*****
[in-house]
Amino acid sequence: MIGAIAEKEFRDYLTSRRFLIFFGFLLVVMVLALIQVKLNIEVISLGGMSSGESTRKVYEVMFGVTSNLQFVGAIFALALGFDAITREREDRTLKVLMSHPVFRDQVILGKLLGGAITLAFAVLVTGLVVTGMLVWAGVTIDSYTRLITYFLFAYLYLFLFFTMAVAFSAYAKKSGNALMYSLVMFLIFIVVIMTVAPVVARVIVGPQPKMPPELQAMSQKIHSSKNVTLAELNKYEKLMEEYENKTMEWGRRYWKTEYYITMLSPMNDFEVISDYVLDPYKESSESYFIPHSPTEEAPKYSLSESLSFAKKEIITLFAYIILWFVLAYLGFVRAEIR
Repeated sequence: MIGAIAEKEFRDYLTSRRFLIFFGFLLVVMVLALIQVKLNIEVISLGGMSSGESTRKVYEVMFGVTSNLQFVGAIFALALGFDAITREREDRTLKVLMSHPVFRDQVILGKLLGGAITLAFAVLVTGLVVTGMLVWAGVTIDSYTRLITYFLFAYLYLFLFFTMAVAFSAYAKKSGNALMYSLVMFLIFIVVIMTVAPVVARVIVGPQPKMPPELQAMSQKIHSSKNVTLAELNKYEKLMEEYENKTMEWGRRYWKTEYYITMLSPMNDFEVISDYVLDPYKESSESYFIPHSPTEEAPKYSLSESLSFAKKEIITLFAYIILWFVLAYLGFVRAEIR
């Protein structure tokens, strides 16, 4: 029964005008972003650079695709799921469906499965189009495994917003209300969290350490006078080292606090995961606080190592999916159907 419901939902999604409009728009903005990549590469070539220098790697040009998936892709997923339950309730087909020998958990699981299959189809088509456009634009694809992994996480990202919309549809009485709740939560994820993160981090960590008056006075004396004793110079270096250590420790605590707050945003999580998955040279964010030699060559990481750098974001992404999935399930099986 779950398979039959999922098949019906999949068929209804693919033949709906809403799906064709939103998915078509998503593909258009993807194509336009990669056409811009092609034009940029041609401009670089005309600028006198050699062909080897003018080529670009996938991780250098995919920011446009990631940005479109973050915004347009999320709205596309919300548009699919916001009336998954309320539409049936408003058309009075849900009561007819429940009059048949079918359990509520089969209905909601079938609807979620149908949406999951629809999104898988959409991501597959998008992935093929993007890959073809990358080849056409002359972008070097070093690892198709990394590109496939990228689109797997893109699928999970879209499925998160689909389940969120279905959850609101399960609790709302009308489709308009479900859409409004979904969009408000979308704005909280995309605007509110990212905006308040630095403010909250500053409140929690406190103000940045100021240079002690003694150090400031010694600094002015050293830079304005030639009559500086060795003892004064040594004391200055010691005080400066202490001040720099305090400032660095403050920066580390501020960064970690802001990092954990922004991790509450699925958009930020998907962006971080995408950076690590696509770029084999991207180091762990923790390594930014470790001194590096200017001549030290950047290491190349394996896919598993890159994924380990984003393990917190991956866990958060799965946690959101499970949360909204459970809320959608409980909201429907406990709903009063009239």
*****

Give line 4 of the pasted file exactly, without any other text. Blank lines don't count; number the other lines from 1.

């Protein structure tokens, strides 16, 4: 029964005008972003650079695709799921469906499965189009495994917003209300969290350490006078080292606090995961606080190592999916159907 419901939902999604409009728009903005990549590469070539220098790697040009998936892709997923339950309730087909020998958990699981299959189809088509456009634009694809992994996480990202919309549809009485709740939560994820993160981090960590008056006075004396004793110079270096250590420790605590707050945003999580998955040279964010030699060559990481750098974001992404999935399930099986 779950398979039959999922098949019906999949068929209804693919033949709906809403799906064709939103998915078509998503593909258009993807194509336009990669056409811009092609034009940029041609401009670089005309600028006198050699062909080897003018080529670009996938991780250098995919920011446009990631940005479109973050915004347009999320709205596309919300548009699919916001009336998954309320539409049936408003058309009075849900009561007819429940009059048949079918359990509520089969209905909601079938609807979620149908949406999951629809999104898988959409991501597959998008992935093929993007890959073809990358080849056409002359972008070097070093690892198709990394590109496939990228689109797997893109699928999970879209499925998160689909389940969120279905959850609101399960609790709302009308489709308009479900859409409004979904969009408000979308704005909280995309605007509110990212905006308040630095403010909250500053409140929690406190103000940045100021240079002690003694150090400031010694600094002015050293830079304005030639009559500086060795003892004064040594004391200055010691005080400066202490001040720099305090400032660095403050920066580390501020960064970690802001990092954990922004991790509450699925958009930020998907962006971080995408950076690590696509770029084999991207180091762990923790390594930014470790001194590096200017001549030290950047290491190349394996896919598993890159994924380990984003393990917190991956866990958060799965946690959101499970949360909204459970809320959608409980909201429907406990709903009063009239």